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John Turturro is known primarily as an actor, one of the most distinctive of our time. He has also directed a handful of films, all well worth seeing: Mac (1992), about a family of Italian-American construction workers; Illuminata (1998), a behind-the-scenes theater tribute; Passione (2010), a documentary about Neopolitan music, and my favorite, Romance and Cigarettes (2005), a working-class lip-synced musical that would have been a cult hit if the distributor hadn’t gone out of business before it was released: from James Gandolfini leading a chorus line of garbage collectors through “A Man Without Love” through Christopher Walken’s interpration of “Delilah” and Kate Winslet’s bawdy take on Connie Francis’s “Do You Love Me Like You Kiss Me”—well, look them up on YouTube.
The problem with all of these films is that, brilliant and enjoyable as they are for the most part, they all peter out before the end. That’s the case with Fading Gigolo, which has a funny premise—Woody Allen as a pimp and Turturro as his whore—that it teases out but finally doesn’t know what to do with.
Allen plays Murray, owner of a Brooklyn bookstore that is about to close forever. Circumstances lead him to connect his friend, the florist Fioravante (Turturro) with a wealthy woman (Sharon Stone) looking to spice up her love life. That this is implausible is something Turturro the writer and director deals with by speeding through it: to examine an interesting idea, you just have to take it on faith that it can happen.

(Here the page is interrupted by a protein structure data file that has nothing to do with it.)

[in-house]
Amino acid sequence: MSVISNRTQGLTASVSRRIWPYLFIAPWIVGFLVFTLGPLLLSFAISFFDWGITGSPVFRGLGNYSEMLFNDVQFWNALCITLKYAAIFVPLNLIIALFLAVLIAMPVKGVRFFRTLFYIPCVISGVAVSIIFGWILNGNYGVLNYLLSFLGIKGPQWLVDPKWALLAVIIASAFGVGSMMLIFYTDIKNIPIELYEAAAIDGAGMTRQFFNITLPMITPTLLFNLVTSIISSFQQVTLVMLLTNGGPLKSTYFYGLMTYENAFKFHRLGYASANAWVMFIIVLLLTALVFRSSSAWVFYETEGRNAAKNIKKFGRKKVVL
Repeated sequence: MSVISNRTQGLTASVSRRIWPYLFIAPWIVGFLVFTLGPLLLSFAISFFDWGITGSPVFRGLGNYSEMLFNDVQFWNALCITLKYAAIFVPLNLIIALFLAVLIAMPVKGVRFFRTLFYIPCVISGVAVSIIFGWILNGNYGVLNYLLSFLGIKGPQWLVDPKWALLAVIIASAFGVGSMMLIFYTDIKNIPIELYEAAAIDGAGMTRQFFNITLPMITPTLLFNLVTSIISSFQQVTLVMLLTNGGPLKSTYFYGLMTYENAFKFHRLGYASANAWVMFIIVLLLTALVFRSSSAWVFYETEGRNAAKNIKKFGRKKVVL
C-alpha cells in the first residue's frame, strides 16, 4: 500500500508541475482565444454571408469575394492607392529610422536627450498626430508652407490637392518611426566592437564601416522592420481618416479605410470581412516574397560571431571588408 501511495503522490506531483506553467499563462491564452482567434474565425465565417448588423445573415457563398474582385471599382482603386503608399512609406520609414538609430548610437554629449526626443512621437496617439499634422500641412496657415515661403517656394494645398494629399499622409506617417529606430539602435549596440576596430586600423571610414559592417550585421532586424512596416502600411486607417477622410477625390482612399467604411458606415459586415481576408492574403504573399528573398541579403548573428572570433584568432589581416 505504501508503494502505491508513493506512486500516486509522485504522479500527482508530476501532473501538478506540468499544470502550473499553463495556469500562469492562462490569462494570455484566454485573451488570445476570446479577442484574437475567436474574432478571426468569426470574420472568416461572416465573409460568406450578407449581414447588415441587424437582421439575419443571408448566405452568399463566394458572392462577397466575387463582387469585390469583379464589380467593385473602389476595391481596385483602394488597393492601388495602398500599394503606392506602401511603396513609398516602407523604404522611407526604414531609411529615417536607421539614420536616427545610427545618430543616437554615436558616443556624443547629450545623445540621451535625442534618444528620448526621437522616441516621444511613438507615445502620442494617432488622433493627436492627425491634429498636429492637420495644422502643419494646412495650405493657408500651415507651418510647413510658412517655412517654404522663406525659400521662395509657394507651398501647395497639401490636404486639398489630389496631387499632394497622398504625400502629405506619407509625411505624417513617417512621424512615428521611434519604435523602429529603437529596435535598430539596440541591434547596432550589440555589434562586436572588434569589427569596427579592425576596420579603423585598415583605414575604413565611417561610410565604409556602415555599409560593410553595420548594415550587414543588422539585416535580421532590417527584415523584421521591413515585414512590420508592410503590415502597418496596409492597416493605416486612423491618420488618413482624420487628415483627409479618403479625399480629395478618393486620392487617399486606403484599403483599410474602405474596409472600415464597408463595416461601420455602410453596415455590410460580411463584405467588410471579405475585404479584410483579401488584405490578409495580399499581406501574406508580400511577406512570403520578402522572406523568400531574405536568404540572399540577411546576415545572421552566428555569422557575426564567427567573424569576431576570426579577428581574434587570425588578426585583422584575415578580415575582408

That Murray needs to make this happen is because he is in financial difficulties, and Allen’s scenes are as funny as anything in one of his own films (well, one of the better ones). But the sequences with Fioravante aren’t played for laughs. Turturro is going for a sleek romanticism, all elegant surfaces and cool jazz, that are enticing but not quite what you would expect from the preposterous setup. When Fioravante is enlisted for a three-way with Stone and her lady lover, Sofia Vergara, you start to feel like a voyeur watching the writer-director playing out a midlife fantasy. And when Fioravante is distracted by a Hasidic widow (Vanessa Paradis), it feels like Turturro mixed up the pages of a different script entirely.
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I’m about 50-50 on the work of Nicholas Stoller, who as a writer and/or director as been involved with films as good as Forgetting Sarah Marshall, The Five-Year Engagement, and The Muppets (as well as the TV show Undeclared) and as rotten as Get Him to the Greek and The Yes Man. Neighbors is, unfortunately, in the debit column, though to be honest I only made it about a half hour in: A scene with a baby picking up a condom and putting it in her mouth was as much as I could take. This comedy about a couple trying to deal with the frat that moves in next door to them starts out badly with a sex scene between Seth Rogan and Rose Byrne that is terribly (and obviously) improvised: Where did Rogan get a reputation for being a good improviser? From there the story gets progressively idiotic and the jokes relentlessly crude. It will probably be the box office hit of the weekend.
Issue Navigation> Issue Index > v13n19 (Best of Buffalo, Week of Thursday, May 8) > Film Reviews > Only Lovers Left Alive, Fading Gigolo, Neighbors